High-Carb, Low-Carb, What Should We Do?
Back in the late 1980s and the 1990s, high- grain diets were encouraged. People really went overboard with this philosophy. Do you remember the huge plates of pasta and bottomless bread baskets? Americans became fatter. Who could burn off all those calories if you weren't training for marathons all the time?
All those carb-loaded meals really wreaked havoc with people’s health as well. We are currently in an epidemic of diabetes and insulin resistance (an inability to respond well to insulin), which can have many bad health consequences. And for people with insulin resistance, the high intake of starch from the grains eventually wears out the ability of the body to produce enough insulin to keep blood sugar under control, which can lead to diabetes. The bottom line: If you are struggling with your weight, and especially if you carry your extra weight around your waist, it is very important to avoid excess starch and sugar. Regardless of weight or health issues, when you choose carbs, you would like them to be great sources of fiber, vitamins, minerals, and other important plant nutrients, while being relatively low in calories. Preferably, you will go easy on the carbs that are mostly refined, empty- calorie foods and/or are high in saturated and trans fats.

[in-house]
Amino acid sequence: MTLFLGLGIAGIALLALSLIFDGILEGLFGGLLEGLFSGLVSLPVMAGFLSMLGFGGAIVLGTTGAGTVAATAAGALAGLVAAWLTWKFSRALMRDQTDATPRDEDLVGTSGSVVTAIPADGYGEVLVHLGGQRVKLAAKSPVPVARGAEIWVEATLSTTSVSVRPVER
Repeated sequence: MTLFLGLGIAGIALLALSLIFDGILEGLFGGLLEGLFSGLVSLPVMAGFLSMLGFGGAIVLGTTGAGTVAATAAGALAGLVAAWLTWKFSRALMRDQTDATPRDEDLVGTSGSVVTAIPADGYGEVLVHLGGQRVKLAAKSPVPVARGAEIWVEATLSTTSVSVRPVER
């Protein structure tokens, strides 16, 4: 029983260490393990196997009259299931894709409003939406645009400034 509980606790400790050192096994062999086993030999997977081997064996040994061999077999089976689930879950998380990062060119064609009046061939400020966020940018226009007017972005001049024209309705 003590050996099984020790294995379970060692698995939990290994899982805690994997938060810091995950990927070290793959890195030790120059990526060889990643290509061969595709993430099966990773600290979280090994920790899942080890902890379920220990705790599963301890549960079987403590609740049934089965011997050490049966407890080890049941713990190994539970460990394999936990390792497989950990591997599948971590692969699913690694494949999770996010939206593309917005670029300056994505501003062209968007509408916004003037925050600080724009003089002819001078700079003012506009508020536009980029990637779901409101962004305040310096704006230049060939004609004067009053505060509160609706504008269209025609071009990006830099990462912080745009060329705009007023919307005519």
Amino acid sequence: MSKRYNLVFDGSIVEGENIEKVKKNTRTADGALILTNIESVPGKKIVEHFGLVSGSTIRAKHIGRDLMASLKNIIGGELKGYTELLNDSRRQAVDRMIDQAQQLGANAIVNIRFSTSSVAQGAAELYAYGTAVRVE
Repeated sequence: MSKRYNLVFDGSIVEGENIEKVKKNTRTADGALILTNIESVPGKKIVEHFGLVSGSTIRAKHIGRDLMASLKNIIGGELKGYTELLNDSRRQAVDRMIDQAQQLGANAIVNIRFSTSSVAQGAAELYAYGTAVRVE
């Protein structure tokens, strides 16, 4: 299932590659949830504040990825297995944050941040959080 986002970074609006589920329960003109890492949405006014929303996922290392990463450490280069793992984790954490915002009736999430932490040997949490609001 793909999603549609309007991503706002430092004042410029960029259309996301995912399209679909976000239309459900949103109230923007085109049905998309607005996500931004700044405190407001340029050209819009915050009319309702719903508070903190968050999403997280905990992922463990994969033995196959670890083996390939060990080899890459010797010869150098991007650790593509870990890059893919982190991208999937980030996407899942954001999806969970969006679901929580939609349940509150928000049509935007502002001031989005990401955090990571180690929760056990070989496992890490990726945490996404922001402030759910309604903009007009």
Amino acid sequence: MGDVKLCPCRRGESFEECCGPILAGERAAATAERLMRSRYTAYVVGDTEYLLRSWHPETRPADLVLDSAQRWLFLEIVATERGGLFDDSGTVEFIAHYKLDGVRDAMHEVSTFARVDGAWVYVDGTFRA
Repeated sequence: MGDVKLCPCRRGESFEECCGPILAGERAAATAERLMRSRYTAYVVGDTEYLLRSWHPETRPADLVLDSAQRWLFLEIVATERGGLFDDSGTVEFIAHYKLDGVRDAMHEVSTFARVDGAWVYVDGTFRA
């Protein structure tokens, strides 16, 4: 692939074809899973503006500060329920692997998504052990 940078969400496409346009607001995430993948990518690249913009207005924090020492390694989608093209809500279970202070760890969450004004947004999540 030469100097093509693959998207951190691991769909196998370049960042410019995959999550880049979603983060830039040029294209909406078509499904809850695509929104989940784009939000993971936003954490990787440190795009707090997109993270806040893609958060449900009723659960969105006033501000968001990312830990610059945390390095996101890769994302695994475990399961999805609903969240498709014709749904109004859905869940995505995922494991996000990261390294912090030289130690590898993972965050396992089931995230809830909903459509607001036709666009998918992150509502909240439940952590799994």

Fruits and Vegetables
Fruits and vegetables fit the bill for highly desirable carbs. They are two of the key food groups for the DASH Diet Weight Loss Solution. They are rich in vitamins, minerals, fiber, and antioxidants. By weight, they are mostly water, so the calories are low, but they are very filling. Fruits and vegetables are rich in the plant compounds known as phytochemicals (phytomeans “plant”). These chemicals include antioxidants and the compounds that produce color, scents, and flavor. Most of the “superfoods” are fruits and vegetables. However, it is more important to have a healthy diet than to just focus on trying to include a few of the healthiest fruits and vegetables into your regular diet. “Eat the rainbow” is an easy way to think about healthy eating. The more color on your plate, the more healthful it is likely to be. And the more variety in your diet, the better.